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first appearance of dawn, at which time Colonel Pritchard put his troops again in motion, and contn the rebels he had been pursuing, while Colonel Pritchard claims, and no doubt justly, that he hadthe recognition of Davis by his captors, Colonels Pritchard and Harnden rode up to where the group wl guard. I then started to report to Colonel Pritchard, but Mrs. Davis called to me and I dismotement it would not correspond with all. Colonel Pritchard's statement is as near right as any I harsation which was held by Mr. Davis with Colonel Pritchard and Colonel Harnden. As soon as breand too much praise cannot be awarded to Colonels Pritchard and Harnden, or to the officers and men iments who participated in the pursuit. Colonel Pritchard arrived at Macon on the afternoon of thein pursuance of orders from Washington. Colonel Pritchard, with a detachment of his regiment, was ly of the dignity and self-possession of Colonel Pritchard, and did not conceal a regret that he ha[30 more...]
Basil Duke (search for this): chapter 42
ed that each in his turn should announce his decision. Each answered slowly, reluctantly, in the negative. The only words added were that, though they considered the war hopeless, they would not disband their men until they had guarded the President to a place of safety. No, exclaimed Mr. Davis, passionately, I will listen now to no proposition for my safety. I appeal to you for the cause of the country. Again he urged the commanders to accept his views. We were silent, says General Basil Duke, one of the council, for we could not agree with him, and we respected him too much to reply. Mr. Davis yet stood erect, raised his hands to his head, as if in pain, and suddenly exclaiming, All hope is gone! added haughtily, I see that the friends of the South are prepared to consent to her degradation; and then, sweeping the company with a proud and despairing glance, he attempted to pass from the room. But the blow was too much for his feeble organization. His face was white
. Davis was accompanied at the first stage of his flight by some of his personal staff and three members of his Cabinet-General Breckenridge, Secretary of War; Mr. Benjamin, Secretary of State, and Mr. Reagan, Postmaster General. His wife was in North Carolina. (Pages 508 and 509.) Just what the historian means by this. extand it was now secured in his baggage. and under cover of darkness the President of the Confederacy, accompanied by three members of his Cabinet-Breckenridge, Benjamin, and Reagan-drove rapidly to the train which had been prepared to carry them from Richmond. This train, it is said, was the one which had carried provisions to divided among them. So fearful were they of marauders that many buried their coin in the woods and in unfrequented places. With the disbandment of the troops Mr. Benjamin suggested a separation of the Cabinet officers from the President, making an excuse that so large a party would advertise their flight and increase the chances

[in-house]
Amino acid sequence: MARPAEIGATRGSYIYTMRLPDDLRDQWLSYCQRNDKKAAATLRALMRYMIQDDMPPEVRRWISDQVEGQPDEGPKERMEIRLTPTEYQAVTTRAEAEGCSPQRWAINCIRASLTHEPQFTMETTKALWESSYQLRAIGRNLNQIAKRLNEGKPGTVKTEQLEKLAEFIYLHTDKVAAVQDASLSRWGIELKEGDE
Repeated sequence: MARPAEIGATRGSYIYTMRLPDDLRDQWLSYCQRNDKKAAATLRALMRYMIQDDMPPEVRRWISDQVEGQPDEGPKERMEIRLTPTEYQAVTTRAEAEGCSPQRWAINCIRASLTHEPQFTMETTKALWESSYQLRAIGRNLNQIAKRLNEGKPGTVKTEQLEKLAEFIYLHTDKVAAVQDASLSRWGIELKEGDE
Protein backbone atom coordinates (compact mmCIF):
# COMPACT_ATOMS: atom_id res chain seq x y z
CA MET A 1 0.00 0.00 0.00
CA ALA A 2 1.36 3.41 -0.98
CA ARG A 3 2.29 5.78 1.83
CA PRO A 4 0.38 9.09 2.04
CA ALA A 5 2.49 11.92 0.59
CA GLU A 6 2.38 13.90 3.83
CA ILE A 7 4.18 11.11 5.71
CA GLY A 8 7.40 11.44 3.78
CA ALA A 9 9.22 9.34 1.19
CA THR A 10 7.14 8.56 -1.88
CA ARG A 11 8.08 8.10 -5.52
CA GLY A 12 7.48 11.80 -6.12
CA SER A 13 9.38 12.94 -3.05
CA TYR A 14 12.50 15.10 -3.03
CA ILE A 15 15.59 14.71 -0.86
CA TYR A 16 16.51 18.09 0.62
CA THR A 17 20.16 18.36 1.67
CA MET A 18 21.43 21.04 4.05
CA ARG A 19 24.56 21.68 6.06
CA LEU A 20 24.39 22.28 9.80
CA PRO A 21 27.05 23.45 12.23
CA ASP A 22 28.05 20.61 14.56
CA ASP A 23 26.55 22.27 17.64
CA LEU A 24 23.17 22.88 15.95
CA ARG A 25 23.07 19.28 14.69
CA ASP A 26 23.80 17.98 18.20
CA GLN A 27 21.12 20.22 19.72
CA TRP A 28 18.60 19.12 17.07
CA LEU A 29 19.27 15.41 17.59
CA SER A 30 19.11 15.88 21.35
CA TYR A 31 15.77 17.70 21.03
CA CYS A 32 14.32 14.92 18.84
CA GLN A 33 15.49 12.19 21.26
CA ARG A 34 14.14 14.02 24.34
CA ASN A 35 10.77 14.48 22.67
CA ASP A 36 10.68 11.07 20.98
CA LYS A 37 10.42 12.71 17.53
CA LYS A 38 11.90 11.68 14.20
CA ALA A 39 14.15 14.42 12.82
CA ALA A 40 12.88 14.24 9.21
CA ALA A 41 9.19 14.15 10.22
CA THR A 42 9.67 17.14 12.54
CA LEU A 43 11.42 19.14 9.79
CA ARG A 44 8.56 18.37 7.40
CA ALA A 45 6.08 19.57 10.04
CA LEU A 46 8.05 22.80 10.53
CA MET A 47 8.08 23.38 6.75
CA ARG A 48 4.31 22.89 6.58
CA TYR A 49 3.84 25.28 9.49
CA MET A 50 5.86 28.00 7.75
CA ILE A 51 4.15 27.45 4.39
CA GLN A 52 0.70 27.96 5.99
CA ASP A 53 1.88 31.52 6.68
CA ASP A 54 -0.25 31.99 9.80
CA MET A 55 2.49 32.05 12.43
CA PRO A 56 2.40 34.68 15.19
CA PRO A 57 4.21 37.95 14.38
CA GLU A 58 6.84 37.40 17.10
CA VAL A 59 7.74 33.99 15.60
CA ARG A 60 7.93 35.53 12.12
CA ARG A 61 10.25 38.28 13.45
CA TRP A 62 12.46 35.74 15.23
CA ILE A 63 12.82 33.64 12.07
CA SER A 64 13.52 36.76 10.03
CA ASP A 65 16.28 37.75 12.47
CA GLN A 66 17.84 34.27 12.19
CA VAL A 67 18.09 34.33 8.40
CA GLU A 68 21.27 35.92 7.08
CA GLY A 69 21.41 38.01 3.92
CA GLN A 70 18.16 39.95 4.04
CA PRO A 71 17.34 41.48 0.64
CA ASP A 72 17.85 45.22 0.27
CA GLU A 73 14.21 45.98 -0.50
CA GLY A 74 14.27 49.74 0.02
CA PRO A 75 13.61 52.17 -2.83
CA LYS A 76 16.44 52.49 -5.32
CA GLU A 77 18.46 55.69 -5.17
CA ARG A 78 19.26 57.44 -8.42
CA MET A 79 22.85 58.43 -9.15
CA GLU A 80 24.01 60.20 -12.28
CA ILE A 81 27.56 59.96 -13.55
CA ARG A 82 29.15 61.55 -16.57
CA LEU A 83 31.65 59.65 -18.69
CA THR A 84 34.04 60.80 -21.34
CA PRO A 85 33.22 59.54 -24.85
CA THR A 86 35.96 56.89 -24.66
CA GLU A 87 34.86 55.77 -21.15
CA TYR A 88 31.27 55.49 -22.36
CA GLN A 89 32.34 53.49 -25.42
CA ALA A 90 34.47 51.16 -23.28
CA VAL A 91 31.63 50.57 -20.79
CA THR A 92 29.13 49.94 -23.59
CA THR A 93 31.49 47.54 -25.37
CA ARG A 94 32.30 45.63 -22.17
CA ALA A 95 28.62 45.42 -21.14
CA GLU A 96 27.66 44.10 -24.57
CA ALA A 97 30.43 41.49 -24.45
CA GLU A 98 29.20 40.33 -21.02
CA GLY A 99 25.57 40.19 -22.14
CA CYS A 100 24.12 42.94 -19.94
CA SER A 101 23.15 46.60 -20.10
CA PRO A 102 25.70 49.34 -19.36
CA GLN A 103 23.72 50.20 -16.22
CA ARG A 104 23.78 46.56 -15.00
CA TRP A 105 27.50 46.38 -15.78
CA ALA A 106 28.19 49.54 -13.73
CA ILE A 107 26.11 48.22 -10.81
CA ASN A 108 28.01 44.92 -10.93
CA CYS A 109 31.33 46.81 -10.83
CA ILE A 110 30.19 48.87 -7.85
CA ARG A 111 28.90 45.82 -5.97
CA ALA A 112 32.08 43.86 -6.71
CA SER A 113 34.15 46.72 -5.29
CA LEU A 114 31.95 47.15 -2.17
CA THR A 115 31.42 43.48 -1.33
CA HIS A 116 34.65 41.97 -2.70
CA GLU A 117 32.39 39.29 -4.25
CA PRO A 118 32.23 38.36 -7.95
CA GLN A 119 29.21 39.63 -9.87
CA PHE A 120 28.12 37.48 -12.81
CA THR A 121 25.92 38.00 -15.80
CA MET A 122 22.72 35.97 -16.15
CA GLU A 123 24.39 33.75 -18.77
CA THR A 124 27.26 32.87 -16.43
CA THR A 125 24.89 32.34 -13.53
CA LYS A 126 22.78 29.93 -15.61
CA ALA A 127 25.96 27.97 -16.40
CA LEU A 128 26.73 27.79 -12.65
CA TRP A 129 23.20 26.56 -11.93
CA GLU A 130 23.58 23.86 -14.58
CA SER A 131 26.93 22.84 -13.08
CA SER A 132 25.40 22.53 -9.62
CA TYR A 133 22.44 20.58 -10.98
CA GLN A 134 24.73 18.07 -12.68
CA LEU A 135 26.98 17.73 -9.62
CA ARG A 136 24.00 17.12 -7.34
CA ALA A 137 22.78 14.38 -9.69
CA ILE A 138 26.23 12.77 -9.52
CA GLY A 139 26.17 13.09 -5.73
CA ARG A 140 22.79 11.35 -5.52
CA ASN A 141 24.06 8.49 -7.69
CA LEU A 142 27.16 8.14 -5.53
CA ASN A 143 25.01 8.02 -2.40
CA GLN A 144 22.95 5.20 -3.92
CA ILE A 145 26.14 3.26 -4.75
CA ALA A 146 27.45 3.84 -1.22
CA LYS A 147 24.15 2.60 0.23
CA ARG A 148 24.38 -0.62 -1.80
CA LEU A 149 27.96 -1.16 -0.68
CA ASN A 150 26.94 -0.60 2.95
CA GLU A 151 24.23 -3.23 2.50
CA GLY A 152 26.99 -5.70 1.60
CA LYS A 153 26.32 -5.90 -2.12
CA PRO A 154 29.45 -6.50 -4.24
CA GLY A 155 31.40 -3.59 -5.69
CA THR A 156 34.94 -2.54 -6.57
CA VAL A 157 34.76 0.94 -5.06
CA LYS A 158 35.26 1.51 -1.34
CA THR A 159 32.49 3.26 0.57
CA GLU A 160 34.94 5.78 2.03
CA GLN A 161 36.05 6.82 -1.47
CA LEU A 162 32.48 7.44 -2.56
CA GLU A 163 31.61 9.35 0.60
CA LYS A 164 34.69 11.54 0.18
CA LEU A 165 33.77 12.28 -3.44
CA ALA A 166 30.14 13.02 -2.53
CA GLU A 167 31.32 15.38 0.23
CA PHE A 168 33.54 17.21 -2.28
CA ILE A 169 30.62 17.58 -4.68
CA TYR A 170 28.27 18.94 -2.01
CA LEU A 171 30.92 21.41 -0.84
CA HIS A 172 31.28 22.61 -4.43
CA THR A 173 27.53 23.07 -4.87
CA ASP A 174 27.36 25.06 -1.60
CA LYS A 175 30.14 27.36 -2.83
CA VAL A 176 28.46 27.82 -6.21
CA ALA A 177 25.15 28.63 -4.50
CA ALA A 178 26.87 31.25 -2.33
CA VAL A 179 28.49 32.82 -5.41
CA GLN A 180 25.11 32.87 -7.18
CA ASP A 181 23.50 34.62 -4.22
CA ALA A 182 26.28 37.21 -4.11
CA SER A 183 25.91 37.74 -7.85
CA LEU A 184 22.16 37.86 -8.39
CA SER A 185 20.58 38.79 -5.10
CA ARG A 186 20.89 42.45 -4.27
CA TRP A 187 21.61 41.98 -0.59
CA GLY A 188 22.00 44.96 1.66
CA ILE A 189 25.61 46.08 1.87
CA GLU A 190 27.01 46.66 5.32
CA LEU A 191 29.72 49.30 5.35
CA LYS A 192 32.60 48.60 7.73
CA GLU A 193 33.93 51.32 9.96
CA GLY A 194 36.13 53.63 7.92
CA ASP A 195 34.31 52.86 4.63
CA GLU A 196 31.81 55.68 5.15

Roman Carus (search for this): chapter 42
pack-mule, and cooking utensils, were provided at Washington; and it was designed that Mr. Davis, his wife, and his wife's sister, should pass as a simple country family, emigrating from Georgia, and having fallen in with straggling soldiers for their protection. Mr. Davis' dignity was laid aside without much difficulty. Carlisle said: A king in the midst of his body-guard, with all his trumpets, war-horses, and gilt standard-bearers, will look great, though he be little; but only some Roman Carus can give audience to satrap ambassadors while seated on the ground, with a woolen cap, and supping on boiled peas, like a common soldier. Mr. Davis, in the dress of a country farmer, had none of these traces of imperialism which cling to those born to purple. His features, just and handsome, without being remarkable, were those which might command by assumed airs, or might be practiced to particular expressions, but scarcely those which could assert superiority without an effort and at
Braxton Bragg (search for this): chapter 42
the escort, and the story told almost at every mile, by stragglers from Johnston's command, was not calculated to inspire them. At Abbeville, Mr. Davis resolved upon a council of war. It was composed of the five brigade commanders, and General Braxton Bragg (for the year past the military adviser of the President) was admitted to the last scene of the deliberations of the lost cause. In the council Mr. Davis spoke with more than his accustomed facility and earnestness, inspired by hope, idge, and when he reached Abbeville, South Carolina, he called a council of war to deliberate upon the plans which he had conceived for regenerating what had now become in fact The lost cause. This council was composed of Generals Breckenridge, Bragg, and the commanders of the cavalry force which was then escorting him. All united that it was hopeless to struggle longer, but they added that they would not disband their men till they had guarded their chieftain to a place of safety. This was